Is monogamy dead?
Gone it seems is the day when men and women simply dated one person at a time even at a relationship’s inception. Foreign is the idea of investing time in a burgeoning relationship to adequately know a potential new partner before moving onto another. Rare is the couple that, within weeks, meets, falls in love, and becomes exclusive. Monogamy is no longer the yardstick by which satisfactory relationships are measured or the obvious goal in today’s dating arena. Instead, retaining the freedom to meet and experience as many different partners possible is espoused and even applauded. Whatever the label − friend with benefits, booty call, or hookup − casual relationships are now the hallmark of acceptability. But are these ambiguous encounters truly a desired end or a mere consequence and inevitable compromise of standards necessitated by a dating pool unable and unwilling to commit?
With the narrowing of salary differentials between men and women employed in comparable positions and the equalization in education levels between the two sexes (the number of women enrolled in college programs today actually surpasses that of men), women have assumed a more socially forward role than ever before. No longer do women necessarily rely on their male counterparts for economic support and, as a consequence, marry later if at all. Men, in turn, enjoy the fruits of women’s labors and date a culture of women who, in large part, are not eager or ready to settle down. For men, the world is their oyster, filled with women who willingly and happily allow flexibility and freedom should men so desire.
With more attention paid to career and the consequential postponement of marriage and family, many women find themselves struggling later in their childbearing years to find a monogamous partner when they eventually want one. Because so many women stave off commitment early on, men, now well trained in contemporary dating mores, do not feel compelled to give a relationship their undivided attention when women suddenly change the rules by seeking out more traditional arrangements. The position of women thus appears hypocritical, having already given men permission to behave in a manner that ultimately and painstakingly becomes the subject of their frustration and complaints later on.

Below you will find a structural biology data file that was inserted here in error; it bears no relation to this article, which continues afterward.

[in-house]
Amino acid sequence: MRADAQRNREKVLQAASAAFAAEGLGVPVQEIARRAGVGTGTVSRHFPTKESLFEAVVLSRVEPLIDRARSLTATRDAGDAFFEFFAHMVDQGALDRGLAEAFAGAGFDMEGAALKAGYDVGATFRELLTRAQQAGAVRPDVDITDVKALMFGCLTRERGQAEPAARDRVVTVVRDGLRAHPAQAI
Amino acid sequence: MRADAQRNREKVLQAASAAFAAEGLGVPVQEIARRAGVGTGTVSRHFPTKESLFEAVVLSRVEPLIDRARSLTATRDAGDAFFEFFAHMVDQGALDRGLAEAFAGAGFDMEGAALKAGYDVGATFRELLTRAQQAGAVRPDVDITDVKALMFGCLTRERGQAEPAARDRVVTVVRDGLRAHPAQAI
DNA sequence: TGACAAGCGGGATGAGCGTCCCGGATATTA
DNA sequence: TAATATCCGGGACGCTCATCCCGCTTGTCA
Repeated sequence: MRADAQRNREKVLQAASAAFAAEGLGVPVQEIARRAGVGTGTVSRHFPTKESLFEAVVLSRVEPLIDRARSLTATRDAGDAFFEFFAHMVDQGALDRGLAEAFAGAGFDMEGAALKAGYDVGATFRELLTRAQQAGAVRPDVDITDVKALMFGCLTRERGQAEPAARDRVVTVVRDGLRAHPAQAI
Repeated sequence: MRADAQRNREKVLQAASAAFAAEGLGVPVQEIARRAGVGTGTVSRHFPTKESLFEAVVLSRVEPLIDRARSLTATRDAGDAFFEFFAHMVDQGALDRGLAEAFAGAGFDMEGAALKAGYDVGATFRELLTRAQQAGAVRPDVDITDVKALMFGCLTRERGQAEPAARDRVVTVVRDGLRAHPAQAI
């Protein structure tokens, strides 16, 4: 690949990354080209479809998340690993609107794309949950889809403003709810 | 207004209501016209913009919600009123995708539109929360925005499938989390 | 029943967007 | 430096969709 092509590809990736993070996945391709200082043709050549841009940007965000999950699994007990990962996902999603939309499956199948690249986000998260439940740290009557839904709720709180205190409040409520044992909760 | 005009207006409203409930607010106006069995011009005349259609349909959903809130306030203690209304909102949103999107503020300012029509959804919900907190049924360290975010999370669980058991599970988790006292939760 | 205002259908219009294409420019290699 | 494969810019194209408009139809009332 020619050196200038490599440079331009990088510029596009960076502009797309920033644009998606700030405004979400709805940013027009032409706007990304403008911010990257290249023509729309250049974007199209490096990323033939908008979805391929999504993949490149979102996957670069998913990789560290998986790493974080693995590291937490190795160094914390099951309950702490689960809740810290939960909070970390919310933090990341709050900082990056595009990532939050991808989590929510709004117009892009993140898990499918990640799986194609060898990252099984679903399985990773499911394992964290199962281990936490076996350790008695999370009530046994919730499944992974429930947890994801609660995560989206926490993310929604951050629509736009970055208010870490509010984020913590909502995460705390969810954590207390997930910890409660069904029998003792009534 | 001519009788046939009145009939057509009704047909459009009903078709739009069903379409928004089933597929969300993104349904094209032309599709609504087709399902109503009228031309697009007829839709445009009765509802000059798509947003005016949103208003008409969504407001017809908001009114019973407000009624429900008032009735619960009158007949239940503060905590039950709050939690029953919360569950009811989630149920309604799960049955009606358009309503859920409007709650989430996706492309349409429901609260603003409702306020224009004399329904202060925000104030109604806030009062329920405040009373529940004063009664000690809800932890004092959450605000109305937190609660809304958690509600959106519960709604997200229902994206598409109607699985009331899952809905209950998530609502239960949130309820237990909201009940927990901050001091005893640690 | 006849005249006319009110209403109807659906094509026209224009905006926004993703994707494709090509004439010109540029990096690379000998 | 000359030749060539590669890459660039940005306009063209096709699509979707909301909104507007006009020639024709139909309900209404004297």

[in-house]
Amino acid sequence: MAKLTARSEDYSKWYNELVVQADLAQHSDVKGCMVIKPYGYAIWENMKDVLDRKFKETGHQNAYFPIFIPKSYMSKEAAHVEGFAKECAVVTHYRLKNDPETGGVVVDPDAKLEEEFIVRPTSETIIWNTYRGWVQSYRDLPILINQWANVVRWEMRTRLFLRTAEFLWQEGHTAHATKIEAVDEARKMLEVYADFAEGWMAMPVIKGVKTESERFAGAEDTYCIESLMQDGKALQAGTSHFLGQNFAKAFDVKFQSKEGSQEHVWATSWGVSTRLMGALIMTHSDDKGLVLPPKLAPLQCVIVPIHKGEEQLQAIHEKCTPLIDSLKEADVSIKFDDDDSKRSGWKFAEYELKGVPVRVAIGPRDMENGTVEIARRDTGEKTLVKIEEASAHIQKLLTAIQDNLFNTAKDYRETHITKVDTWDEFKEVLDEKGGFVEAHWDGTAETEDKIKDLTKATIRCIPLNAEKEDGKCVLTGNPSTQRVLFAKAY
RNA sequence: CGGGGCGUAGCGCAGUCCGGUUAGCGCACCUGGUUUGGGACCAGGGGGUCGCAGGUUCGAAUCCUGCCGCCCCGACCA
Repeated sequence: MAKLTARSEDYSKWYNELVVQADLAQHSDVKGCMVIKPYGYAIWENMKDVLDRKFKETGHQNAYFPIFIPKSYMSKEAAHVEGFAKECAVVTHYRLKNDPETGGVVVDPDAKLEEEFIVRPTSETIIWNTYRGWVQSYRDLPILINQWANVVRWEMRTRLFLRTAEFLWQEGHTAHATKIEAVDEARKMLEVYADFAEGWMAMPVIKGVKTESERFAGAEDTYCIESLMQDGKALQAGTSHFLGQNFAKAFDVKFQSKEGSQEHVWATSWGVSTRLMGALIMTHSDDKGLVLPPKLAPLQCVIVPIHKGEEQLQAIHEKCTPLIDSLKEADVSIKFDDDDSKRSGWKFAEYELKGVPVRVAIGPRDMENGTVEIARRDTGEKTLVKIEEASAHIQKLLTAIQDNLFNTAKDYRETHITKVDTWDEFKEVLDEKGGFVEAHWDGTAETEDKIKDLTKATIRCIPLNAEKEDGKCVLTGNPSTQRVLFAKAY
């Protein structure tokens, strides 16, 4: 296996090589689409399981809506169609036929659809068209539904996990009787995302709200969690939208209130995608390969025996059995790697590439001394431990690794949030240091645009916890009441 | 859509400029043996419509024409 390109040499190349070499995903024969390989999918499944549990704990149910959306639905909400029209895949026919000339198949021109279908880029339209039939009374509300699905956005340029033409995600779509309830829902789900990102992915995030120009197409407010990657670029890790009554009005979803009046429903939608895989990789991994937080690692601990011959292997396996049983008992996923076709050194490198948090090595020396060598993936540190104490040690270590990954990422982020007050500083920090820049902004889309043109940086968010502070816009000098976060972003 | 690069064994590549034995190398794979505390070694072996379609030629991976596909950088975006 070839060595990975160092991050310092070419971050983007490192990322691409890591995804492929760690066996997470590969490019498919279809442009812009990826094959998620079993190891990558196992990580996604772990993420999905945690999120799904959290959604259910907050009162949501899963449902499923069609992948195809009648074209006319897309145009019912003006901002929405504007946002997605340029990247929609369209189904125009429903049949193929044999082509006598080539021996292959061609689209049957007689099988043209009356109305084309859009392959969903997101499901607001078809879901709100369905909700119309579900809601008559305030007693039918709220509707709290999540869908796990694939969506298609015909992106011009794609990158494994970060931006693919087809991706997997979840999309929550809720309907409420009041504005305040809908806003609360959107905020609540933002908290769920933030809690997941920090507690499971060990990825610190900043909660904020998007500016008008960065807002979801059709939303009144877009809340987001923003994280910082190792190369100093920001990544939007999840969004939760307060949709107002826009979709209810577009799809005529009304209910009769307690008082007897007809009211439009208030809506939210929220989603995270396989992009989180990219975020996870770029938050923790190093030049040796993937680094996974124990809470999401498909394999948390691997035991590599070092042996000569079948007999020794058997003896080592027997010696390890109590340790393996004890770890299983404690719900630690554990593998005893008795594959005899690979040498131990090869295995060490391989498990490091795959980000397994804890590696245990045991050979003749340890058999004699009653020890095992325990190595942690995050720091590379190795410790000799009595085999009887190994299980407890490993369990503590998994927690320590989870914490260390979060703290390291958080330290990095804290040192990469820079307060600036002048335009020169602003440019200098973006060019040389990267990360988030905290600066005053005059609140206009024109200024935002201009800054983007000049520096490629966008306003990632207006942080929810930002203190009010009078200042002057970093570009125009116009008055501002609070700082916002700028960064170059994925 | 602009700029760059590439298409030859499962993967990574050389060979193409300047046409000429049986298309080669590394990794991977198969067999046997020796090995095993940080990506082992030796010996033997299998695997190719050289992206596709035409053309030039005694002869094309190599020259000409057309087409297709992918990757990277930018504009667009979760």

In an effort to attain their desired result, namely monogamy, many women, regardless of whether they have never been married, are divorced, are looking to have children, or remain childless, may feel compelled to accept certain less conventional situations with which they are not satisfied in the hopes that the relationship they are having will one day change − spontaneously combust− into one they want. In reality, a casual relationship will rarely grow into anything more. Why would it if a man is already being satisfied and then some?
Casual relationships arguably have their place. Sexual freedom is a socially acceptable privilege women were not afforded until late. And if engaging in a casual arrangement is where a woman’s true intention lies, then more power to her. But when a woman, either forced by her biological clock to find that one special person with whom to procreate or because she simply changes her mind and wants to settle down then goes ahead and compromises her values, sexual freedom becomes more of a tether than anything else.
If women one day hope to enjoy more traditional relationships with devoted partners, they need to be mindful of their possible long-term goals and lay the necessary foundation first. The instant gratification satisfied by casual relationships does have its consequences. By being cavalier early on, even shortsighted, or compromising their objectives later to appease a potential partner, women send men a clear message about what they want and what is acceptable to them. At that point, men can only be blamed for responding accordingly.
Monogamy may be dying but women have a definite hand in killing it.
Have your feelings about sex changed since your marriage ended?